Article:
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Country Reports
LIBYA, Landmine Monitor Report 1999


Mine Ban Policy

Libya has not signed the 1997 Mine Ban Treaty. In October 1998, the Libyan representative stated to the UN General Assembly that the treaty was a significant step, but that “implementation of the instrument should be global and should also address the question of demining.... Libya [requires] technical assistance for demining efforts.”[1]

Libya attended several of the treaty preparatory diplomatic meetings, as well as the Oslo negotiations, but only as an observer in each case. Libya did not endorse the pro-treaty Brussels Declaration in June 1997. Libya was absent for the pro-ban 1996 and 1997 UN General Assembly resolutions, and was one of only nineteen nations to abstain on the 1998 UNGA resolution welcoming new signatories to the treaty and urging its full implementation. Libya is not a state party to the 1980 Convention on Conventional Weapons (CCW).

Production, Transfer, Stockpiling, and Use

Libya is not known to have produced or exported antipersonnel mines. Libya has imported mines, presumably mostly from the former Soviet Union.[2] Mines found in Libya include PDM-1M, PMN, and POMZ-2 types. The size and composition of Libya’s antipersonnel mine stockpile is unknown.

Libya planted mines during its 1977 war with Egypt. Palestinian refugees now camped in Libya have encountered these landmines.[3] Libya also planted mines from 1977 to 1987 in its conflict with Chad. Libya has used landmines as well for perimeter defense around both economically-important sites and military bases.

Landmine Problem

Libya is mined in the regions south of the Sahara, as well as in Benghazi. In addition, the beaches on the Gulf of Sidra and its borders with Egypt and countries to the south are known to be mined.[4] Estimates of the number of landmines in Libya vary. The U.S. State Department says that there are approximately 100,000 mines on Libya’s territory, the majority of which are World War II-era German, British, U.S., and Italian mines.[5] Libyan officials have stated that there are “millions of landmines buried in Libya.”[6]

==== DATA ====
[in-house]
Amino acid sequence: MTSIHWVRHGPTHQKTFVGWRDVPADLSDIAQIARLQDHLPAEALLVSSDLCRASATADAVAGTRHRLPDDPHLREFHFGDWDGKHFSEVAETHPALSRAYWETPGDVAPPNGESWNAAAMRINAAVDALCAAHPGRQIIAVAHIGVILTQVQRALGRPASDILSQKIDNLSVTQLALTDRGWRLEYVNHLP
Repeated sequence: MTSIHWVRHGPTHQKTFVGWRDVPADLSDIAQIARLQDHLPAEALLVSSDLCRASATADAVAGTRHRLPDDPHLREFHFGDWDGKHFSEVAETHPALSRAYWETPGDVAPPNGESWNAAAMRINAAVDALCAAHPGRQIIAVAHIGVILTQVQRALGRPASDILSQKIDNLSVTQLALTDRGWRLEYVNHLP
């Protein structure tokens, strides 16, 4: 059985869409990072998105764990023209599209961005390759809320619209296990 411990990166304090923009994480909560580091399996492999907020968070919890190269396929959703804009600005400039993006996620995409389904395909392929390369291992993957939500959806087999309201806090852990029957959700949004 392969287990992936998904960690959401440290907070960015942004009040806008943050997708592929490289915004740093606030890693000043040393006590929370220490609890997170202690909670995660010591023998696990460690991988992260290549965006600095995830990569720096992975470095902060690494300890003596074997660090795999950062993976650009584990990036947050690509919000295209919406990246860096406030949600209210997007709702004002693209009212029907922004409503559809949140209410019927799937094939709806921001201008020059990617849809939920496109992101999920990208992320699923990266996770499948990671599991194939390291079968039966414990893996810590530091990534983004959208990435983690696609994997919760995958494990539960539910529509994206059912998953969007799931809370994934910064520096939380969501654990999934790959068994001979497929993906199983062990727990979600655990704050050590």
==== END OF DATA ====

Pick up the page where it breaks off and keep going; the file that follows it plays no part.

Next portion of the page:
Mine Awareness and Clearance

Libya has slowly begun to address its landmine problem. The Libyan People’s Army has carried out some demining, but lack of maps and technical expertise has hampered efforts. Libya has begun removing mines from the Benghazi region as well as from the Sahara region. While the clearance of the Benghazi region benefits local civilians there, the clearance of parts of the Sahara facilitate natural gas exploration. Libya signed an agreement with Italy in July 1997 to receive financial and technical aid for demining and to map known minefields for future clearance efforts. A joint Libyan-Italian fund would be established to finance the rehabilitation of affected areas and the training of specialists to treat affected people.[7]

Libya’s agriculture ministry estimates that the removal of mines buried on arable land will cost approximately 161.14 million dinars. The ministry estimates the loss of earnings from the non-use of mined arable lands to be about 511.47 million dinars, while it estimates the loss from non-use of mined grazing lands to pastures to be about 124.55 million dinars.

The International Committee of the Red Cross (ICRC) has distributed information kits on landmines to authorities in the North Africa region, although no specifics regarding Libya are known.[8]

Landmine Casualties

Libya has recorded a total of 11,845 landmine victims including 6,749 deaths. The break-down below was compiled by Libyan police.[9]




[1] Statement by Ibrahim Al-Besbas to the United Nations General Assembly, Press Release, GA/DIS/3116, 20 October 1998.

[2] U.S. Department of State, Hidden Killers: The Global Problem with Uncleared Landmines, 1993, p. 118.

[3] “Stranded Palestinians Face New Danger from Mines,” Reuters, 27 October 1995.

[4] U.S. Department of State, Hidden Killers: The Global Problem with Uncleared Landmines, 1993, p. 118.

[5] U.S. Department of State, Hidden Killers: The Global Landmine Crisis, 1998, p. A-2.

[6] Statement by Ibrahim Al-Besbas to the UNGA, Press Release, GA/DIS/3116, 20 October 1998.

[7] Assembly Discusses International Mine Clearance Efforts, Urging Member States to Provide Resources and Information to Strengthen UN Mine Action Ability, Press Release GA/9505, Statement by Isa Babaa to the United Nations General Assembly, 17 November 1998.

[8] International Committee of the Red Cross, Annual Report 1996: Tunis, Regional Delegation (Algeria, Libya, Mauritania, Morocco/Western Sahara, Tunisia), 1 June 1997.

[9] Cited in United Nations, Country Report: Libyan Arab Jamahiriya, at http://www.un.org/Depts/Landmine/country/libyanar.htm.

[10] Information provided by Libyan Red Crescent.